Two HIV-negative gay men who continue to use condoms for anal sex or oral sex are continuing to align themselves with a beleaguered community: "If the gay community has to do this, then I have to do this too." That may have merit in certain ways. People who have gone beyond that have a type of private strength to rise up and say, "I see what's necessary in other people's situations. But it's not necessary in mine." It may sound like denial, but it's completely different. That private strength only wells up when somebody has looked very carefully at his situation and said, "You. Me. This is what we're going to do. This is the commitment that we make." It comes from communication with one another, and it's based on trust.
When two people are negative and they ask whether they should continue to use condoms, all I can do is tell them that you can never know for sure if somebody is going to have sex outside the relationship: "That's where communication is a lot more important than latex. You need to decide for yourselves." Privately I want to say, "Go for it." I can't do that in my position at the agency I work for, and I don't. I've tried to insert this topic into the agenda when the agency talks about safer sex. I've tried to ask, "What if two people are negative?" There's always somebody who will say, "Yeah, well, you can never tell." My coworkers rise up against me and say, "We're not going to discuss that." People don't want to defy the standard line.
I want to see the agency, and safe sex education in general, grow to a point where we can accept that there are HIV-negative men in our midst who are not at risk for HIV infection. That's just the way it is.
I think we are all survivors. We're survivors of friends and lovers. We're survivors of what might have been. We're survivors of a kind of holocaust, although I don't really want to use that word because I respect the Holocaust as an incredibly violent and horrifying span of events.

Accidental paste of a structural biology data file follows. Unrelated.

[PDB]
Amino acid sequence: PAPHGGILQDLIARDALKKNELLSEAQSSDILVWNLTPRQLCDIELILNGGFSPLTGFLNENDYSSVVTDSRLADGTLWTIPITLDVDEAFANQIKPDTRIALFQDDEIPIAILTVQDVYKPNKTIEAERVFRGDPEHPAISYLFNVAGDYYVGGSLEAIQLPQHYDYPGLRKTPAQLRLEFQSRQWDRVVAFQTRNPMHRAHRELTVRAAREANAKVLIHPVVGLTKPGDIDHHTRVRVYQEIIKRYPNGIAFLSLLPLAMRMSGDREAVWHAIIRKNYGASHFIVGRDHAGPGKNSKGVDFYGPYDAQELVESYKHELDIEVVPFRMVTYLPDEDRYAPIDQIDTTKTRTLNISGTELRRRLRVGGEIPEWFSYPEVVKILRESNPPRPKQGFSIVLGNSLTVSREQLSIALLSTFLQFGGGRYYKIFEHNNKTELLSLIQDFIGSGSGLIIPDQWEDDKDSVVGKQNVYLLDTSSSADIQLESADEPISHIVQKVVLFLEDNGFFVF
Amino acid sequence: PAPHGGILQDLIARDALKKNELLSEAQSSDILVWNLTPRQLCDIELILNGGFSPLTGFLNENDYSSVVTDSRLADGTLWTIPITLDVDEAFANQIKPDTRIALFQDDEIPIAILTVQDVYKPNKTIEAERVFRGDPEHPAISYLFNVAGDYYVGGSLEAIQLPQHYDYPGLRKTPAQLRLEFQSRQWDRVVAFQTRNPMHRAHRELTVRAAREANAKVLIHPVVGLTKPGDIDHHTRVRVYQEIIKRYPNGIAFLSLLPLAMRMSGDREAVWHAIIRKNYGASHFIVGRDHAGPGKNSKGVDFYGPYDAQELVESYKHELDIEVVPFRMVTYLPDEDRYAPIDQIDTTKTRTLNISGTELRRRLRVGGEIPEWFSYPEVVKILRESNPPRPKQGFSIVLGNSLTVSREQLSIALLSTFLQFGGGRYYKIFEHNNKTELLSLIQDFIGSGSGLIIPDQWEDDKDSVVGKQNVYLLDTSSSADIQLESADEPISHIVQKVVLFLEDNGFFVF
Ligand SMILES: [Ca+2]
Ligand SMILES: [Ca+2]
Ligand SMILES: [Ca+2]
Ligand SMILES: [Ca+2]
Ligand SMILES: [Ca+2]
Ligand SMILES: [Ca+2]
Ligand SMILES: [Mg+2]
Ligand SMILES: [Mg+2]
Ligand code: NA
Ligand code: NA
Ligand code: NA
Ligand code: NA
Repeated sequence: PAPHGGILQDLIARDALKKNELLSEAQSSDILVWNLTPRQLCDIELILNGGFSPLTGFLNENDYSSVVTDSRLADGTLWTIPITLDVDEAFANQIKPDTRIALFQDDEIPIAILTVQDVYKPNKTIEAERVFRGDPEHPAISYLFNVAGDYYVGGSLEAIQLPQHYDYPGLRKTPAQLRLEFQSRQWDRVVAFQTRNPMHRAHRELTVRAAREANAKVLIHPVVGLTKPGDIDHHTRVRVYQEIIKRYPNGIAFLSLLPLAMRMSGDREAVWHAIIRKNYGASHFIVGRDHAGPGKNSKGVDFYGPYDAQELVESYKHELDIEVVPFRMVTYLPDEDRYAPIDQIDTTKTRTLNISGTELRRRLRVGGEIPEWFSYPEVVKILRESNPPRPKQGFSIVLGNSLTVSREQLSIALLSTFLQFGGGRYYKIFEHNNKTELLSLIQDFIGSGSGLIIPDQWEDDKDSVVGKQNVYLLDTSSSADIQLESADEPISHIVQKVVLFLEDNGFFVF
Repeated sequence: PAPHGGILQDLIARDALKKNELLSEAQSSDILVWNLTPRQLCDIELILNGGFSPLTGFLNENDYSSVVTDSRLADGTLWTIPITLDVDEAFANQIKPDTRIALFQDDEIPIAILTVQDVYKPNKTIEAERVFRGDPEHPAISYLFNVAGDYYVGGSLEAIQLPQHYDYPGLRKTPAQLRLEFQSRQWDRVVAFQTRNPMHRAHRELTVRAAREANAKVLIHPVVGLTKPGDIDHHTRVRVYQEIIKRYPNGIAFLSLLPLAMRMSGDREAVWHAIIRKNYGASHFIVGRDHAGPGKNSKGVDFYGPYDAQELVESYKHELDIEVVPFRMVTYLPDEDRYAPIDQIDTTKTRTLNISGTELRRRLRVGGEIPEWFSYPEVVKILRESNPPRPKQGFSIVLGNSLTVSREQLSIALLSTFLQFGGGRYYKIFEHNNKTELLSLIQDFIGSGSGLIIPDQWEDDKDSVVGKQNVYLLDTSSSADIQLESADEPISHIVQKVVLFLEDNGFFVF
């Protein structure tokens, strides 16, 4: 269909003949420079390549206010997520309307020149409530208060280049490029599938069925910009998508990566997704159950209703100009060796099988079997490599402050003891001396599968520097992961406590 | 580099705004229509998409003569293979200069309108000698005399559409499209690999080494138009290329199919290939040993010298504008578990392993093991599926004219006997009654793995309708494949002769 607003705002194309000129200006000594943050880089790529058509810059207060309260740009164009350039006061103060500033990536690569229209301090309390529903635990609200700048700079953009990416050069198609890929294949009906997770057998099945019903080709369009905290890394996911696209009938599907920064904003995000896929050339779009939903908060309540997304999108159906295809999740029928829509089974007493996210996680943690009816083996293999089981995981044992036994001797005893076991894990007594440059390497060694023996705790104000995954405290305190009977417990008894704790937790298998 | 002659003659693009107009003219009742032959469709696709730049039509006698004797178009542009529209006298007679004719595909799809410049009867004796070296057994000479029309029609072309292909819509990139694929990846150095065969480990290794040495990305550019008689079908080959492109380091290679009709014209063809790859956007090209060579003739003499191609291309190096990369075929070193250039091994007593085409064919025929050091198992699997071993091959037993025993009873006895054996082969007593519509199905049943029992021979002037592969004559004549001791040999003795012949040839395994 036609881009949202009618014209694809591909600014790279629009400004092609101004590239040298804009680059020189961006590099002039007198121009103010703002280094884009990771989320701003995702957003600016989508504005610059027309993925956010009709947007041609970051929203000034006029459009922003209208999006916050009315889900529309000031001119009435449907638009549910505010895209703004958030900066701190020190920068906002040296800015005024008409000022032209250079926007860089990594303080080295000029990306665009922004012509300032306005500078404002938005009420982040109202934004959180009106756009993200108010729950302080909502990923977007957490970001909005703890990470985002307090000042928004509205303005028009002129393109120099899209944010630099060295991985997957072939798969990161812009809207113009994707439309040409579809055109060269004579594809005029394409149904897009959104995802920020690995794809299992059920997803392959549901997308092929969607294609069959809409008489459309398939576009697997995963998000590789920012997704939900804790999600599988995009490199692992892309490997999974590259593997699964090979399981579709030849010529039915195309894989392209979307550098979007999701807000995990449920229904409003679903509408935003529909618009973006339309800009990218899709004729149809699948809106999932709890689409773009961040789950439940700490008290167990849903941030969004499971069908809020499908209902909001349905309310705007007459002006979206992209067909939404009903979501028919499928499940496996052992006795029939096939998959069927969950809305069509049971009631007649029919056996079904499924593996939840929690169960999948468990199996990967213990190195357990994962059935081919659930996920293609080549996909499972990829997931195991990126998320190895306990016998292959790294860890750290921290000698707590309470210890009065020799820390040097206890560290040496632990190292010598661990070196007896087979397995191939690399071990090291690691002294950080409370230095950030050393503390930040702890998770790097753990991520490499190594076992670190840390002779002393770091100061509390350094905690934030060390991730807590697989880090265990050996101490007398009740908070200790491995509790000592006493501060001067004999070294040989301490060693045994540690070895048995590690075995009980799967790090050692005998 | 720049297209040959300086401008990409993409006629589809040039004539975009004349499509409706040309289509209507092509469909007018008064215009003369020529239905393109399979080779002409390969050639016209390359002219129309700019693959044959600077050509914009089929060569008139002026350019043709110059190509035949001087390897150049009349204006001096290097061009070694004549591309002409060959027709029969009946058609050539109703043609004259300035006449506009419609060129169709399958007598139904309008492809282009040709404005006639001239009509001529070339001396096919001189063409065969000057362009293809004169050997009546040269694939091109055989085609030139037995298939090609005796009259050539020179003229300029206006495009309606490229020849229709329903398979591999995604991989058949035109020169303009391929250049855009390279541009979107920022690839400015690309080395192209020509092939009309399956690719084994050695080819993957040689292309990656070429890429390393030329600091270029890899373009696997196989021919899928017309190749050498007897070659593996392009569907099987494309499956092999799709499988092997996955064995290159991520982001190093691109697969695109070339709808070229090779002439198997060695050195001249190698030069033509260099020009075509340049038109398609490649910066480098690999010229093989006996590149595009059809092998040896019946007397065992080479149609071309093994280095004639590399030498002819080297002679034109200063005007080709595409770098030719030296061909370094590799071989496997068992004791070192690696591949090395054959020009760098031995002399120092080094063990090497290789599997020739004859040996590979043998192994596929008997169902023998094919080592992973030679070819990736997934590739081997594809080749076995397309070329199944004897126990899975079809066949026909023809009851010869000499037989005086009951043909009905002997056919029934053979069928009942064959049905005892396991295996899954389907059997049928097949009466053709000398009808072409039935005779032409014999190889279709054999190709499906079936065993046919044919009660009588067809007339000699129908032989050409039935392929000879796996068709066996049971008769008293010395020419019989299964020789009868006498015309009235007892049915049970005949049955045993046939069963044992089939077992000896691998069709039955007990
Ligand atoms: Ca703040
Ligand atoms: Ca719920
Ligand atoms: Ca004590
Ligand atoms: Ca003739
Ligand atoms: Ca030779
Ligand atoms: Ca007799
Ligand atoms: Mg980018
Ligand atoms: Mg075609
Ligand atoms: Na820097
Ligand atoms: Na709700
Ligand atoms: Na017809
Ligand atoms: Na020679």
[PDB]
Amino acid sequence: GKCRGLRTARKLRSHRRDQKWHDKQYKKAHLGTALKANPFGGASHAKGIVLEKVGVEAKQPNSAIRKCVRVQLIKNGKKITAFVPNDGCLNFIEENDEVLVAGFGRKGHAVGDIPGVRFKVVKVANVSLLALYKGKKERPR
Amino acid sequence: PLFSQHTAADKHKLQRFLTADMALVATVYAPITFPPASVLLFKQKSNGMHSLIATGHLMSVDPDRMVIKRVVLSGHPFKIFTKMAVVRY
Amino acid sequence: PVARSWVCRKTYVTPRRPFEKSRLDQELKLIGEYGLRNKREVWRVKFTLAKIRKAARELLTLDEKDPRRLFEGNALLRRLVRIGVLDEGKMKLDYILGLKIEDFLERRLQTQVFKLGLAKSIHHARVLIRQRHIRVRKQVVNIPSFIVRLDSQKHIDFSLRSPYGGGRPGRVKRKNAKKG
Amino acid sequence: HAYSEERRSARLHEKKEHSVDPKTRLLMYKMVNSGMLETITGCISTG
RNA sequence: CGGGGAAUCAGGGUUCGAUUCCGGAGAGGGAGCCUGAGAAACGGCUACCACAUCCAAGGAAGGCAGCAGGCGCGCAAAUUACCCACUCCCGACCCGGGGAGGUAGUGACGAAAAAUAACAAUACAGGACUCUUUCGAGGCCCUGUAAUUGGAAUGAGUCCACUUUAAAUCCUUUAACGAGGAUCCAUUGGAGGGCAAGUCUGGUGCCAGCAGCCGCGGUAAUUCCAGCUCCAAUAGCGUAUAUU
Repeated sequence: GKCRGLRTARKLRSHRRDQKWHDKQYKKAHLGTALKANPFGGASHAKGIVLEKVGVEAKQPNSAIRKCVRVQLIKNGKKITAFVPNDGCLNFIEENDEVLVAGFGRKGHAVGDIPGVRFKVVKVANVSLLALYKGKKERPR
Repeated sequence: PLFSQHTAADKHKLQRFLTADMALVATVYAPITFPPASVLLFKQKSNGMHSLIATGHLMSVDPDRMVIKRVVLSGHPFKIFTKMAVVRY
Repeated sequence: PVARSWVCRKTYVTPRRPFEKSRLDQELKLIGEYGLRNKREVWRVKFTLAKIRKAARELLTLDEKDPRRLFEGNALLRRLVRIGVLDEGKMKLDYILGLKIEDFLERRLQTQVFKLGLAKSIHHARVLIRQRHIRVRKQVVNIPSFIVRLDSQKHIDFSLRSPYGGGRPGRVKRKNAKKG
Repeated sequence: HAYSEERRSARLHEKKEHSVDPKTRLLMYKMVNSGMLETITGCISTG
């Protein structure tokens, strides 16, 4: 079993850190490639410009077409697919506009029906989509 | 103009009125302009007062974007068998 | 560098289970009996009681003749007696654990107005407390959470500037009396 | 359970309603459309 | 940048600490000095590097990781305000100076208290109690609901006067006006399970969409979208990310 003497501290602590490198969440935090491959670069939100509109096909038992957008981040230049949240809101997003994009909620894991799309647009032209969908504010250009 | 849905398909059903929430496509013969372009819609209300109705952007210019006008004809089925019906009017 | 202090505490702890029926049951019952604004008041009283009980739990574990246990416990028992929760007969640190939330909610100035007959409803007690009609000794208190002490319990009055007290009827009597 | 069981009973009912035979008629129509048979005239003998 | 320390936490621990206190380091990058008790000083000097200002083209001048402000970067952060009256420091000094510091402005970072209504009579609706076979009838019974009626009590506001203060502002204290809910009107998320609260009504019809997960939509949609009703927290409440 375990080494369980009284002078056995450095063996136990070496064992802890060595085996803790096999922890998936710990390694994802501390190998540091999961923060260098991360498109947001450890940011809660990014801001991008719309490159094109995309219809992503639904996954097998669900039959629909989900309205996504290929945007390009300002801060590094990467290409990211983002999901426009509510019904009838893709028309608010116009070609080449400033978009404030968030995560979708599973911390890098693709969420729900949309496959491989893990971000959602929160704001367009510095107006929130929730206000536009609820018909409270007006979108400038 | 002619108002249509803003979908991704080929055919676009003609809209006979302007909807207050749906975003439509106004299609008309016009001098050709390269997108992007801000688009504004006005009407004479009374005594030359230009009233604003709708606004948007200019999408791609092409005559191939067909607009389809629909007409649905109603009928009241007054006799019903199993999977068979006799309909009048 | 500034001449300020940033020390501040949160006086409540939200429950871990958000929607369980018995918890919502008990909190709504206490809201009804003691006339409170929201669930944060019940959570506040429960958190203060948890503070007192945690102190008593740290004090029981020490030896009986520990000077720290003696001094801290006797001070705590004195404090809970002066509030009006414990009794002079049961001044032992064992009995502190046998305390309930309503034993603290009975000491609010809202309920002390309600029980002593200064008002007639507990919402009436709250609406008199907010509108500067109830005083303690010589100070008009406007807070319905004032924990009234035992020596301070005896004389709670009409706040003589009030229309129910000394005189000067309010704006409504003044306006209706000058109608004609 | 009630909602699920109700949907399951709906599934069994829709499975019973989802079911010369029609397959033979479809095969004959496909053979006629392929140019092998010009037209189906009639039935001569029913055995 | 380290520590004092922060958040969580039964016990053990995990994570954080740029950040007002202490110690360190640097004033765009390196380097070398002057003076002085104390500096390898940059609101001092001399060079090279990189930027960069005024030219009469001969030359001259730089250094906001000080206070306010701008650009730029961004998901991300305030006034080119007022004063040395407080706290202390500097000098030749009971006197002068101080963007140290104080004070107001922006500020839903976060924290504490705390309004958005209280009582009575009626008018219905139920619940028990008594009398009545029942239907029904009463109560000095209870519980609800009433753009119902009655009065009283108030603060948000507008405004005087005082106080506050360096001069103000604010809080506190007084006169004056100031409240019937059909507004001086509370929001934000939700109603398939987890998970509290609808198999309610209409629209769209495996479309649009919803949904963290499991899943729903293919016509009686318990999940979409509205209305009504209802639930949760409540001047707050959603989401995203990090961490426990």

Working as an HIV counselor, I have been privy to the deaths of nearly a hundred people. Every one of those people was special in his own way. Every one of them was delightful, even the pistols. I'm fortunate to have been witness to their stories. They have brought profound things to the table, and I consider myself lucky to have witnessed that. I remember all of those people, and I don't want to forget them.
Do we have a responsibility to tell the story? Do we have a responsibility to keep in our hearts the stories of people who have died? Do we have a responsibility to teach the world what we've witnessed? I don't know if we have a responsibility. That's what I'm going to do, for the rest of my life. I want to be a historian of, a documentor of, a tale-teller of this whole process. To continue to put in people's consciousness that this is something that happened. I want them to know what this was like. Because a whole helluva lot of people who I think were pretty damn eloquent about the experience of this epidemic are dead now. And if they can't talk about it anymore, and if they can't teach, then I want to. I want to keep their hard work and goodwill alive to the extent that I am able. I don't think it's the responsibility of every HIV-negative gay man.
I think there may be an unfortunate assumption that the gay male HIV-negative survivor is shut up in a cell somewhere, wrapped in Saran Wrap, friendless and alone, or covered with warts like a toad and nobody wanted to date him anyway. There's not a lot of sexy glamour to being HIV-negative. I think the world looks at us as "you little librarians, under mushrooms there." I want gay life to be more than that.
I want people to stay safe so they can be alive and healthy, and so they can further the very special contributions of gay men on the planet, particularly since we've lost so much. I hope that a lot of HIV-negative gay men will want to, so gay male culture will be more than just cumulative tragedy, so we will be able to thrive in ways that teach the world that we are made up of more stuff than just surviving HIV.
It hasn't just been ordinary gay men who have died, although it has been ordinary gay men. It has been many extraordinary gay men who have died as well. We have lost a great deal: a lot of momentum, a lot of art, and music, and brilliant thought, and wittiness. And those of us who remember what has faded, those of us who remember that brilliance -- oh, I will say it: We do have a responsibility to keep it alive. I hope a lot of other people feel that way.
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Conclusion · Appendix A B C · Notes · Contributors